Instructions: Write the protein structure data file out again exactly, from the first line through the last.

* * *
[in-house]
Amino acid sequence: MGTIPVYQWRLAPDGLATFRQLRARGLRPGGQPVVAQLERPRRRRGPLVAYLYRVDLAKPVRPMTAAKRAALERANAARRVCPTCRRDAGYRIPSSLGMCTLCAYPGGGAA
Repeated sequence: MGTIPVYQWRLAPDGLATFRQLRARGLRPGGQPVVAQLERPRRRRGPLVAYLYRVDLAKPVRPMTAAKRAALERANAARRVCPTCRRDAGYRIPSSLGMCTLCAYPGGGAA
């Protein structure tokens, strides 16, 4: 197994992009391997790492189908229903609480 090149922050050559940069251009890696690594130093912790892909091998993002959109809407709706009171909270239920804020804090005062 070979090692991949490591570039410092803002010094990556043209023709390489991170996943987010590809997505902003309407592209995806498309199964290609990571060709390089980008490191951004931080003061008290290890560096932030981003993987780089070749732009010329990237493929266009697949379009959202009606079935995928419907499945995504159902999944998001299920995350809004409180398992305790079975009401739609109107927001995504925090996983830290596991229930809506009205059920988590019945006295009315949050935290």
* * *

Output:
[in-house]
Amino acid sequence: MGTIPVYQWRLAPDGLATFRQLRARGLRPGGQPVVAQLERPRRRRGPLVAYLYRVDLAKPVRPMTAAKRAALERANAARRVCPTCRRDAGYRIPSSLGMCTLCAYPGGGAA
Repeated sequence: MGTIPVYQWRLAPDGLATFRQLRARGLRPGGQPVVAQLERPRRRRGPLVAYLYRVDLAKPVRPMTAAKRAALERANAARRVCPTCRRDAGYRIPSSLGMCTLCAYPGGGAA
């Protein structure tokens, strides 16, 4: 197994992009391997790492189908229903609480 090149922050050559940069251009890696690594130093912790892909091998993002959109809407709706009171909270239920804020804090005062 070979090692991949490591570039410092803002010094990556043209023709390489991170996943987010590809997505902003309407592209995806498309199964290609990571060709390089980008490191951004931080003061008290290890560096932030981003993987780089070749732009010329990237493929266009697949379009959202009606079935995928419907499945995504159902999944998001299920995350809004409180398992305790079975009401739609109107927001995504925090996983830290596991229930809506009205059920988590019945006295009315949050935290």